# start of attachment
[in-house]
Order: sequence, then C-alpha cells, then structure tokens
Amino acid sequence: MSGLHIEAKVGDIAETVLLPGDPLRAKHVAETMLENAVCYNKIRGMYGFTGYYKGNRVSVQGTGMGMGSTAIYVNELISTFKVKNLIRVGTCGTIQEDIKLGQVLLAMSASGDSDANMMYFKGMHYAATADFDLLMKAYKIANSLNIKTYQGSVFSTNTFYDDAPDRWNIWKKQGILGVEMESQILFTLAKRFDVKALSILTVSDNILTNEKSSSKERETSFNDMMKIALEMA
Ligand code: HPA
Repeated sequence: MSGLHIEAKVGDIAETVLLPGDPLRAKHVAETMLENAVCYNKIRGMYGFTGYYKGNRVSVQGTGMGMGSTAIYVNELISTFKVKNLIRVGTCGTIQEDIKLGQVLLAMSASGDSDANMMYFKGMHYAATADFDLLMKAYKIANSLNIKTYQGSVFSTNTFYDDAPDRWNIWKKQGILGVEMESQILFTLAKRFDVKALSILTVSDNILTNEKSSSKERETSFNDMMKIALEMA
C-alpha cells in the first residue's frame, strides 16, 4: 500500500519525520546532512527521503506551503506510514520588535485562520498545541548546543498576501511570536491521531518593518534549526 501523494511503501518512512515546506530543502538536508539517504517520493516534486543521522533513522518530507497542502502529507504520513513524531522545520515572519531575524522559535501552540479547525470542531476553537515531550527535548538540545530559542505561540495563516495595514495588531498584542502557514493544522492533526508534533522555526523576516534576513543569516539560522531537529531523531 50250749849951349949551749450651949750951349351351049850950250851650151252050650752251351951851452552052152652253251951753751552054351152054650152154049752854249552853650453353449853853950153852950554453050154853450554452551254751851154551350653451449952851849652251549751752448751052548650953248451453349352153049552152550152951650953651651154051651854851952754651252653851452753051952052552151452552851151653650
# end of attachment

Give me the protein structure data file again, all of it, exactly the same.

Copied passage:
[in-house]
Order: sequence, then C-alpha cells, then structure tokens
Amino acid sequence: MSGLHIEAKVGDIAETVLLPGDPLRAKHVAETMLENAVCYNKIRGMYGFTGYYKGNRVSVQGTGMGMGSTAIYVNELISTFKVKNLIRVGTCGTIQEDIKLGQVLLAMSASGDSDANMMYFKGMHYAATADFDLLMKAYKIANSLNIKTYQGSVFSTNTFYDDAPDRWNIWKKQGILGVEMESQILFTLAKRFDVKALSILTVSDNILTNEKSSSKERETSFNDMMKIALEMA
Ligand code: HPA
Repeated sequence: MSGLHIEAKVGDIAETVLLPGDPLRAKHVAETMLENAVCYNKIRGMYGFTGYYKGNRVSVQGTGMGMGSTAIYVNELISTFKVKNLIRVGTCGTIQEDIKLGQVLLAMSASGDSDANMMYFKGMHYAATADFDLLMKAYKIANSLNIKTYQGSVFSTNTFYDDAPDRWNIWKKQGILGVEMESQILFTLAKRFDVKALSILTVSDNILTNEKSSSKERETSFNDMMKIALEMA
C-alpha cells in the first residue's frame, strides 16, 4: 500500500519525520546532512527521503506551503506510514520588535485562520498545541548546543498576501511570536491521531518593518534549526 501523494511503501518512512515546506530543502538536508539517504517520493516534486543521522533513522518530507497542502502529507504520513513524531522545520515572519531575524522559535501552540479547525470542531476553537515531550527535548538540545530559542505561540495563516495595514495588531498584542502557514493544522492533526508534533522555526523576516534576513543569516539560522531537529531523531 50250749849951349949551749450651949750951349351351049850950250851650151252050650752251351951851452552052152652253251951753751552054351152054650152154049752854249552853650453353449853853950153852950554453050154853450554452551254751851154551350653451449952851849652251549751752448751052548650953248451453349352153049552152550152951650953651651154051651854851952754651252653851452753051952052552151452552851151653650